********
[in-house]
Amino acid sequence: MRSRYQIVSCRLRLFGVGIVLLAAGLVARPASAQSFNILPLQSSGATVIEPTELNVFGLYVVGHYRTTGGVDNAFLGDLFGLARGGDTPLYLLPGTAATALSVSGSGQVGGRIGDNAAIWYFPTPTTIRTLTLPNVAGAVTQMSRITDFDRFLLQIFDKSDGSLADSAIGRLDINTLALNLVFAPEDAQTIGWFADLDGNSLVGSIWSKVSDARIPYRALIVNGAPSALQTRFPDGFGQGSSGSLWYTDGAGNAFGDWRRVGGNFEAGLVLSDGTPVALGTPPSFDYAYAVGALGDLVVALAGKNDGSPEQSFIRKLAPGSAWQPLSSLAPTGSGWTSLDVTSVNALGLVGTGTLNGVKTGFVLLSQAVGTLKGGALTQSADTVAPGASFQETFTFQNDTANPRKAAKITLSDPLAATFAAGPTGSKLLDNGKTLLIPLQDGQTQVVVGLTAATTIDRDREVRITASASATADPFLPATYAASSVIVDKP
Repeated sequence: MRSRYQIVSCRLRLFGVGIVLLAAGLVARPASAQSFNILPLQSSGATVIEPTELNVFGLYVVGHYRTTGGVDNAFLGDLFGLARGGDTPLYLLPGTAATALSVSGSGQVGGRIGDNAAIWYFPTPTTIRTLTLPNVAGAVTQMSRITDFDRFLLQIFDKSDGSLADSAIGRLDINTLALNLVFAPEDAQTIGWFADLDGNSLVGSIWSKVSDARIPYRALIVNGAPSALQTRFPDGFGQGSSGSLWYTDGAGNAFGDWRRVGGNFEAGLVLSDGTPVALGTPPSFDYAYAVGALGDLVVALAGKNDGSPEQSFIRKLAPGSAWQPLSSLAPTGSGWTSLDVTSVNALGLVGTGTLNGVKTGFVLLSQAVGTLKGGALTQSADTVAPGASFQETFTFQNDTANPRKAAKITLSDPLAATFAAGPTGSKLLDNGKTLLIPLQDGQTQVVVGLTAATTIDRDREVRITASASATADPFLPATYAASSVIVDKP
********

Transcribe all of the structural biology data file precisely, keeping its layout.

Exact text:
[in-house]
Amino acid sequence: MRSRYQIVSCRLRLFGVGIVLLAAGLVARPASAQSFNILPLQSSGATVIEPTELNVFGLYVVGHYRTTGGVDNAFLGDLFGLARGGDTPLYLLPGTAATALSVSGSGQVGGRIGDNAAIWYFPTPTTIRTLTLPNVAGAVTQMSRITDFDRFLLQIFDKSDGSLADSAIGRLDINTLALNLVFAPEDAQTIGWFADLDGNSLVGSIWSKVSDARIPYRALIVNGAPSALQTRFPDGFGQGSSGSLWYTDGAGNAFGDWRRVGGNFEAGLVLSDGTPVALGTPPSFDYAYAVGALGDLVVALAGKNDGSPEQSFIRKLAPGSAWQPLSSLAPTGSGWTSLDVTSVNALGLVGTGTLNGVKTGFVLLSQAVGTLKGGALTQSADTVAPGASFQETFTFQNDTANPRKAAKITLSDPLAATFAAGPTGSKLLDNGKTLLIPLQDGQTQVVVGLTAATTIDRDREVRITASASATADPFLPATYAASSVIVDKP
Repeated sequence: MRSRYQIVSCRLRLFGVGIVLLAAGLVARPASAQSFNILPLQSSGATVIEPTELNVFGLYVVGHYRTTGGVDNAFLGDLFGLARGGDTPLYLLPGTAATALSVSGSGQVGGRIGDNAAIWYFPTPTTIRTLTLPNVAGAVTQMSRITDFDRFLLQIFDKSDGSLADSAIGRLDINTLALNLVFAPEDAQTIGWFADLDGNSLVGSIWSKVSDARIPYRALIVNGAPSALQTRFPDGFGQGSSGSLWYTDGAGNAFGDWRRVGGNFEAGLVLSDGTPVALGTPPSFDYAYAVGALGDLVVALAGKNDGSPEQSFIRKLAPGSAWQPLSSLAPTGSGWTSLDVTSVNALGLVGTGTLNGVKTGFVLLSQAVGTLKGGALTQSADTVAPGASFQETFTFQNDTANPRKAAKITLSDPLAATFAAGPTGSKLLDNGKTLLIPLQDGQTQVVVGLTAATTIDRDREVRITASASATADPFLPATYAASSVIVDKP